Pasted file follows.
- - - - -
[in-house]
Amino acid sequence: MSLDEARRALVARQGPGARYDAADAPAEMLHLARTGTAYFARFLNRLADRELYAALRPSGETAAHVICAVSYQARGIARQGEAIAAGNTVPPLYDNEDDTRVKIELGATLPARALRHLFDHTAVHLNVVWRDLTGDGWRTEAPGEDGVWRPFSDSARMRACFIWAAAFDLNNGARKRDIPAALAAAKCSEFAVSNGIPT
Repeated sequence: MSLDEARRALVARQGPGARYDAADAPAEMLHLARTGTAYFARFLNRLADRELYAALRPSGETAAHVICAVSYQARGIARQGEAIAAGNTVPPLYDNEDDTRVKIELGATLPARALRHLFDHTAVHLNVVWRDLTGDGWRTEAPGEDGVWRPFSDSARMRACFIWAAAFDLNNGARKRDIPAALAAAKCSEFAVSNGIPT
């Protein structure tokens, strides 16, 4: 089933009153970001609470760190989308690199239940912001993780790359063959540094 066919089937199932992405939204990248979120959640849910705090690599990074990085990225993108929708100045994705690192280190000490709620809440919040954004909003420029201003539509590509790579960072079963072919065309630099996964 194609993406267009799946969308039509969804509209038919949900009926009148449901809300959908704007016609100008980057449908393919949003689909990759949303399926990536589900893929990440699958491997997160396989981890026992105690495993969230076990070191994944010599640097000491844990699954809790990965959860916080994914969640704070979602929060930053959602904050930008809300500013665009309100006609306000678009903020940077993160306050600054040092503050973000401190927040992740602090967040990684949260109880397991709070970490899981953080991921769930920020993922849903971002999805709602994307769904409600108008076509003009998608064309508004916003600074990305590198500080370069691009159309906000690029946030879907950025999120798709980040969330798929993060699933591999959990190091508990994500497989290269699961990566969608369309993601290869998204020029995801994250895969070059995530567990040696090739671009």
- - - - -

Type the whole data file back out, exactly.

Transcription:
[in-house]
Amino acid sequence: MSLDEARRALVARQGPGARYDAADAPAEMLHLARTGTAYFARFLNRLADRELYAALRPSGETAAHVICAVSYQARGIARQGEAIAAGNTVPPLYDNEDDTRVKIELGATLPARALRHLFDHTAVHLNVVWRDLTGDGWRTEAPGEDGVWRPFSDSARMRACFIWAAAFDLNNGARKRDIPAALAAAKCSEFAVSNGIPT
Repeated sequence: MSLDEARRALVARQGPGARYDAADAPAEMLHLARTGTAYFARFLNRLADRELYAALRPSGETAAHVICAVSYQARGIARQGEAIAAGNTVPPLYDNEDDTRVKIELGATLPARALRHLFDHTAVHLNVVWRDLTGDGWRTEAPGEDGVWRPFSDSARMRACFIWAAAFDLNNGARKRDIPAALAAAKCSEFAVSNGIPT
């Protein structure tokens, strides 16, 4: 089933009153970001609470760190989308690199239940912001993780790359063959540094 066919089937199932992405939204990248979120959640849910705090690599990074990085990225993108929708100045994705690192280190000490709620809440919040954004909003420029201003539509590509790579960072079963072919065309630099996964 194609993406267009799946969308039509969804509209038919949900009926009148449901809300959908704007016609100008980057449908393919949003689909990759949303399926990536589900893929990440699958491997997160396989981890026992105690495993969230076990070191994944010599640097000491844990699954809790990965959860916080994914969640704070979602929060930053959602904050930008809300500013665009309100006609306000678009903020940077993160306050600054040092503050973000401190927040992740602090967040990684949260109880397991709070970490899981953080991921769930920020993922849903971002999805709602994307769904409600108008076509003009998608064309508004916003600074990305590198500080370069691009159309906000690029946030879907950025999120798709980040969330798929993060699933591999959990190091508990994500497989290269699961990566969608369309993601290869998204020029995801994250895969070059995530567990040696090739671009």